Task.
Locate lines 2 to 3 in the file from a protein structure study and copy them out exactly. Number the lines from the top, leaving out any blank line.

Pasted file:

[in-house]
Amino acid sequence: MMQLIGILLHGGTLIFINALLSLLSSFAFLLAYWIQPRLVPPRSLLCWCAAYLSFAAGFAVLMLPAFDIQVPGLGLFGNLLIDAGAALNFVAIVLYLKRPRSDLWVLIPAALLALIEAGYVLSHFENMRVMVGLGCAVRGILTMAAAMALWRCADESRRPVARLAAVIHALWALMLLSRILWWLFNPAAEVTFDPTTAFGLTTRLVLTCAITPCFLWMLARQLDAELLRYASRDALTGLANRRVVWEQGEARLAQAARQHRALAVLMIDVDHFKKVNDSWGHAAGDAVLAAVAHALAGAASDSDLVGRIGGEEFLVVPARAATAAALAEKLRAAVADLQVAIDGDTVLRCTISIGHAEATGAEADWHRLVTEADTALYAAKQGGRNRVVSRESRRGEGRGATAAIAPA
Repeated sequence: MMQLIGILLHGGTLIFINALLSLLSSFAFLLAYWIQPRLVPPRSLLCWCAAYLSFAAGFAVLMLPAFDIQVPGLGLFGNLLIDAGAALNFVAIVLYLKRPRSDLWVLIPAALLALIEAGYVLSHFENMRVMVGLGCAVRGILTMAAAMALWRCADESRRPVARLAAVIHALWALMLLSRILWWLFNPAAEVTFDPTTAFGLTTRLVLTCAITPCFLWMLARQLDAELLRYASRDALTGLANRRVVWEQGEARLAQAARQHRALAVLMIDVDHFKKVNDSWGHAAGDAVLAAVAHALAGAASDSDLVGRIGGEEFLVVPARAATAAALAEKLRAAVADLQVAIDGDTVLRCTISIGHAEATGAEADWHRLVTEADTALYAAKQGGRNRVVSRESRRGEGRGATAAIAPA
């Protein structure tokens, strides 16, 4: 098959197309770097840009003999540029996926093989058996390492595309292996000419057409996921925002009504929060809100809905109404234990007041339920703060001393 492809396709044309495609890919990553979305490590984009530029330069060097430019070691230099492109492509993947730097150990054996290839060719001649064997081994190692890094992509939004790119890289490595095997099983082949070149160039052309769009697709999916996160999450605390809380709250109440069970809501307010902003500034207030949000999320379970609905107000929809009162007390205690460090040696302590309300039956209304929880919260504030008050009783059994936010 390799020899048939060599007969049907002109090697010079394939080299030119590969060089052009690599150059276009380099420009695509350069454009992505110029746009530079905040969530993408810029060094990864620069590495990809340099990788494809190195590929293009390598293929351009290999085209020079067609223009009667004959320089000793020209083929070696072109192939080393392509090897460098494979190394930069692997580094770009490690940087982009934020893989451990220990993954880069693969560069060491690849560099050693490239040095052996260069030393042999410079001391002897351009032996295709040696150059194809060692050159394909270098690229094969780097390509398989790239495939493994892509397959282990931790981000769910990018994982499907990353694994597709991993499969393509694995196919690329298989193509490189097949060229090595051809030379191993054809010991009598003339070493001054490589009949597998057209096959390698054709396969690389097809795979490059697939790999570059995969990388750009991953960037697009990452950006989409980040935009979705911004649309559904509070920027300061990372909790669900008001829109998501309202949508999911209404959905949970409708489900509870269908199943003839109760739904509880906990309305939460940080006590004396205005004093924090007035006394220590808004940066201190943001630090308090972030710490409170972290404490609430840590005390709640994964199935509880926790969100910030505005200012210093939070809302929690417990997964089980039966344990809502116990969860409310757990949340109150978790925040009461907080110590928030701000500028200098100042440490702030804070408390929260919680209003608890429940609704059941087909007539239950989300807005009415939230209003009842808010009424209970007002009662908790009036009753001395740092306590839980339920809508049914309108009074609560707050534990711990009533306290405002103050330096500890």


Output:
Amino acid sequence: MMQLIGILLHGGTLIFINALLSLLSSFAFLLAYWIQPRLVPPRSLLCWCAAYLSFAAGFAVLMLPAFDIQVPGLGLFGNLLIDAGAALNFVAIVLYLKRPRSDLWVLIPAALLALIEAGYVLSHFENMRVMVGLGCAVRGILTMAAAMALWRCADESRRPVARLAAVIHALWALMLLSRILWWLFNPAAEVTFDPTTAFGLTTRLVLTCAITPCFLWMLARQLDAELLRYASRDALTGLANRRVVWEQGEARLAQAARQHRALAVLMIDVDHFKKVNDSWGHAAGDAVLAAVAHALAGAASDSDLVGRIGGEEFLVVPARAATAAALAEKLRAAVADLQVAIDGDTVLRCTISIGHAEATGAEADWHRLVTEADTALYAAKQGGRNRVVSRESRRGEGRGATAAIAPA
Repeated sequence: MMQLIGILLHGGTLIFINALLSLLSSFAFLLAYWIQPRLVPPRSLLCWCAAYLSFAAGFAVLMLPAFDIQVPGLGLFGNLLIDAGAALNFVAIVLYLKRPRSDLWVLIPAALLALIEAGYVLSHFENMRVMVGLGCAVRGILTMAAAMALWRCADESRRPVARLAAVIHALWALMLLSRILWWLFNPAAEVTFDPTTAFGLTTRLVLTCAITPCFLWMLARQLDAELLRYASRDALTGLANRRVVWEQGEARLAQAARQHRALAVLMIDVDHFKKVNDSWGHAAGDAVLAAVAHALAGAASDSDLVGRIGGEEFLVVPARAATAAALAEKLRAAVADLQVAIDGDTVLRCTISIGHAEATGAEADWHRLVTEADTALYAAKQGGRNRVVSRESRRGEGRGATAAIAPA